Farmers Demand Fairness at DC Showing of Under Contract


On Monday, our staff hosted ten current and former contract chicken farmers on a visit to Capitol Hill in Washington, DC for a screening of our upcoming documentary film, Under Contract, which featured their stories.

Farmers had the opportunity to meet directly with their legislators to urge their support of the USDA’s Farmer Fair Practice Rules. They flew in from rural farming communities all across the southeast, representing Mississippi, Arkansas, West Virginia, and North Carolina, and carrying a common message to their lawmakers:

Farmers deserve fairness, and the Farmer Fair Practice Rules (also known as the GIPSA rules) will be a long-overdue first step in the right direction.

Farmers prepare for the screening of their film, Under Contract (photo: Marcello Cappellazzi)

We co-sponsored the screening and farmer panel before an audience of Congressional staff, DC-based organizations, members of press, and the public. We sponsored this event alongside our partners at the National Sustainable Agriculture Coalition, the National Farmers Union, the National Family Farms Coalition, Farm Aid and Food and Water Watch.

Our first ever full-length documentary film, Under Contract, will be released officially online on February 1, 2017. The film documents the experience and struggle of contract chicken farmers, many of whom made the journey to DC for this screening. Their stories reveal the urgent need for common-sense regulations like the Farmer Fair Practice Rules, which USDA’s Grain Inspection Packers and Stockyards Administration (GIPSA) plans to release by the end of the year, after five years of being held up by Congress.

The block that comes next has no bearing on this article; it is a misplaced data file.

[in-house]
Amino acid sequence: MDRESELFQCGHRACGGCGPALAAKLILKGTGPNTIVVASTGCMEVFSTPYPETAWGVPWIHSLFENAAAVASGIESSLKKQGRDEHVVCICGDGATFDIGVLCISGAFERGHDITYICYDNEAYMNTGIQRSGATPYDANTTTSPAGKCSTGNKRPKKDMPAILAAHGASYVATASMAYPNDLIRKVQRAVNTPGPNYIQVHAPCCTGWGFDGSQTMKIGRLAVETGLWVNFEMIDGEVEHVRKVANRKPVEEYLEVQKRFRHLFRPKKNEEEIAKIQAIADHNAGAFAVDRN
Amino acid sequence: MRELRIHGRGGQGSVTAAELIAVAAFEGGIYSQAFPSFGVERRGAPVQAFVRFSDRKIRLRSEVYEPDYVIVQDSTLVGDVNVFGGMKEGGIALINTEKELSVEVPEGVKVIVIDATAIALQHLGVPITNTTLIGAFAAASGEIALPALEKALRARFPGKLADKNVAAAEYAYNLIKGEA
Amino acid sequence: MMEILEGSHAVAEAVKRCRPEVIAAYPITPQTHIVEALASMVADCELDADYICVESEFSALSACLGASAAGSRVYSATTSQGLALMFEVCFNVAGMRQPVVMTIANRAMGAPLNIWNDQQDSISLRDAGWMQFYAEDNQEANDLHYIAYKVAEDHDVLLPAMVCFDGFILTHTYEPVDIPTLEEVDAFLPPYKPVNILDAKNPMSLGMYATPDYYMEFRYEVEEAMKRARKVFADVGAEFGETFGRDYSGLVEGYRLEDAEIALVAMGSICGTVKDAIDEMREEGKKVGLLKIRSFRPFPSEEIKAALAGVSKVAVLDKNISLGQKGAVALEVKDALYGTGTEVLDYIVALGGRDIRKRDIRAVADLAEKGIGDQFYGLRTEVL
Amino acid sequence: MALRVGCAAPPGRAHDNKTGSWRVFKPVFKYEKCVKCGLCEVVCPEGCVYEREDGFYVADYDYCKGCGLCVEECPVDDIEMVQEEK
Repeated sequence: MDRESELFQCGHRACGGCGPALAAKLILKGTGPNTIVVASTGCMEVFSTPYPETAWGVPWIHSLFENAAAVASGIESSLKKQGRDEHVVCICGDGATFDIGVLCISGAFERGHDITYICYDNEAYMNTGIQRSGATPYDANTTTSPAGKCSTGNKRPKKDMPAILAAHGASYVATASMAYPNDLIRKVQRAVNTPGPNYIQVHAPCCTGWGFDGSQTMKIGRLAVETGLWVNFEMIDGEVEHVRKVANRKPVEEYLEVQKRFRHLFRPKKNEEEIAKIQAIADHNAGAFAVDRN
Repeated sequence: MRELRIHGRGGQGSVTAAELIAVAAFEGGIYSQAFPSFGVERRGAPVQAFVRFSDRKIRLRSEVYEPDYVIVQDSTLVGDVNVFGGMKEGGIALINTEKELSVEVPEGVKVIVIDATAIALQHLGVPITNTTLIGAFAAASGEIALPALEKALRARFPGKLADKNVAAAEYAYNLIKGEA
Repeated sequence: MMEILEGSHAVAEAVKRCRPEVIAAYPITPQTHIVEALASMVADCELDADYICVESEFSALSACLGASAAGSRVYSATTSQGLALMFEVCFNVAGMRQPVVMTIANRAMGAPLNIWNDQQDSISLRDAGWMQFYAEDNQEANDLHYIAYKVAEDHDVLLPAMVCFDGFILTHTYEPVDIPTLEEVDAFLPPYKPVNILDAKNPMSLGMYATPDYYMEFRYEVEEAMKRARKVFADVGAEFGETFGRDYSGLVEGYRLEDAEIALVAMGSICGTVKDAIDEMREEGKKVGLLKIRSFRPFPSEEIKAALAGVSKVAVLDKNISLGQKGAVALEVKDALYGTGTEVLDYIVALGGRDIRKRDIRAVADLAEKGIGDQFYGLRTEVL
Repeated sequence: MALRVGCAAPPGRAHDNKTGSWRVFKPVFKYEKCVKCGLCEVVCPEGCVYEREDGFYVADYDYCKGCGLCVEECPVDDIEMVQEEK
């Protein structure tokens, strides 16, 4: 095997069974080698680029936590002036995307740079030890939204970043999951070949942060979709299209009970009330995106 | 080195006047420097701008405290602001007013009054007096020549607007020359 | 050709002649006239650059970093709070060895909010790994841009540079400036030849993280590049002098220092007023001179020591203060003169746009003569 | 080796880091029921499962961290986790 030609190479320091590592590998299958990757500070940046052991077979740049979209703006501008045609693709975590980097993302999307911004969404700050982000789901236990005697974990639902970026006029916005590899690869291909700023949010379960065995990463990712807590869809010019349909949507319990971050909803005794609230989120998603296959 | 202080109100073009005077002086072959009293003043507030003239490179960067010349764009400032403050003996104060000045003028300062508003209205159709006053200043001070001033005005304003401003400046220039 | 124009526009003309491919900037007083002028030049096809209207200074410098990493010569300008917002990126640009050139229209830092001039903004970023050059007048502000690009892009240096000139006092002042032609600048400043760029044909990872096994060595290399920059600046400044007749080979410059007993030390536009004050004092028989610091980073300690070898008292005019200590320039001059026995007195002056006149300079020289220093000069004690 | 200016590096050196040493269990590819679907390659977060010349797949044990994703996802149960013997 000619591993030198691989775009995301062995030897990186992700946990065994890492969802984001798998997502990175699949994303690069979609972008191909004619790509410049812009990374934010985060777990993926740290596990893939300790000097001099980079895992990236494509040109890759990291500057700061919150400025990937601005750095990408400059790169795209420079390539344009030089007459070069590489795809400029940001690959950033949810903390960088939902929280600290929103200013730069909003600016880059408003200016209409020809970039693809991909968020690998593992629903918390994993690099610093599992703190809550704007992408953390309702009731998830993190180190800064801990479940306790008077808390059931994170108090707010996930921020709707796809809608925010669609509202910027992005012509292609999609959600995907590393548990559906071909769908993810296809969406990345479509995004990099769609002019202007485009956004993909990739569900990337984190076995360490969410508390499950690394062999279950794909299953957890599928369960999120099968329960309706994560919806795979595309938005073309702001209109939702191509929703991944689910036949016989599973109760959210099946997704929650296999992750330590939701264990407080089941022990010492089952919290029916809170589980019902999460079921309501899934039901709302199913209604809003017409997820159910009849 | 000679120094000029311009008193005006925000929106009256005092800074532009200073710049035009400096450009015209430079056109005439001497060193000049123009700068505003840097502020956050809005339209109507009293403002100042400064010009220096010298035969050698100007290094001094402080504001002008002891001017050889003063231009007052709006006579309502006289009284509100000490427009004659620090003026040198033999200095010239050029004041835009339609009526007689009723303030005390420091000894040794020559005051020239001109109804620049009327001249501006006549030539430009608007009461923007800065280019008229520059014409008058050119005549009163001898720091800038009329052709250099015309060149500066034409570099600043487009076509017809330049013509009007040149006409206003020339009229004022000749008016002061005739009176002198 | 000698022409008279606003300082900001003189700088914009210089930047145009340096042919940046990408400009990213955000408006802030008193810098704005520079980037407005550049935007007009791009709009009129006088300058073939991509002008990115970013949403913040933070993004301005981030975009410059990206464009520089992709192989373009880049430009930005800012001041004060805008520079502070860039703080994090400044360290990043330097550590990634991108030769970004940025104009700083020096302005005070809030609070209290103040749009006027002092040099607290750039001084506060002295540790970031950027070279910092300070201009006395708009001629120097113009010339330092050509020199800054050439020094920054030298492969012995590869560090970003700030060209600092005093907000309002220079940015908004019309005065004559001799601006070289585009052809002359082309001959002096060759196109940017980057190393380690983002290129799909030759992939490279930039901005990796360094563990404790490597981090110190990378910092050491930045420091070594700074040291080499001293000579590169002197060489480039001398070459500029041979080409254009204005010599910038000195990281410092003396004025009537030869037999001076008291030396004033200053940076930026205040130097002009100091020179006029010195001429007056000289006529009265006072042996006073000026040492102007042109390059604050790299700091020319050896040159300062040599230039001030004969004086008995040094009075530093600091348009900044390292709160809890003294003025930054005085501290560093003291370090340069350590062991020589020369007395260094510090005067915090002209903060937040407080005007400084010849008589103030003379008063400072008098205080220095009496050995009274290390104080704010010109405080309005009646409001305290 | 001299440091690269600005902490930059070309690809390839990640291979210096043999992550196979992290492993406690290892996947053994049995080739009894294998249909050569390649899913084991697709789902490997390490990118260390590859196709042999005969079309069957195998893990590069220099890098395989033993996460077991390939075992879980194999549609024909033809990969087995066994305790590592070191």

At the event, farmers were able to see the film on the big screen for the first time. “I was a part of this film because I wanted to bring awareness to consumers about what is actually going on with how their food is produced” said Eric Hedrick, a West Virginia chicken farmer who brought his wife and two daughters with him to the event. He is facing possible bankruptcy after raising chickens for more than a decade. “This is just about fairness. People need to realize I am a businessman too, I need to be able to run my business.”

Genell Pridgen, a farmer from North Carolina, talking with Representative Chellie Pingree (ME).

Representative Chellie Pingree (ME), a long time supporter of farmers rights and the Farmer Fair Practice Rules, officially hosted the event. “For too long, Congress has turned a deaf ear to the plight of contract chicken farmers and taken sides with the large companies who have these farmers under their thumb” said Representative Pingree. “The Farmer Fair Practices rules are long overdue and drastically needed to level the playing field in the livestock industry. I applaud Secretary Vilsack for helping to protect the rights of farmers, and I will oppose any attempt to stop or delay these common-sense rules.”  

Farmers who joined us in DC also took the time to meet with their representatives, bringing their message directly to decision makers. “Yesterday at our meeting with Sen. Cochran’s (MS) aide, he took the time to listen to us in depth” said Daniel Teague, a farmer from the Mississippi Association of Cooperatives. “At least he is hearing what the farmer is up against. We need listening ears now.”

At a dinner reception before the main event, farmers were joined by several legislators that were indeed willing to listen, including Representatives Chellie Pingree (ME), Senator John Tester (MT). Representative Marcy Kaptur’s (OH) staff also spoke at the event. 

The personal appearance and participation of these legislators was clearly meaningful for the farmers that traveled to DC. “I told my daughter, how often do you get to go to dinner and sit at the table and have a conversation with a Senator?” said Hedrick. “What we’re asking for are just basic protection for farmers. This is plain and simple fairness. Our legislators and the government are the only ones that can regulate the troubles that we’re having in this industry.”

Eric Hedrick and his family from West Virginia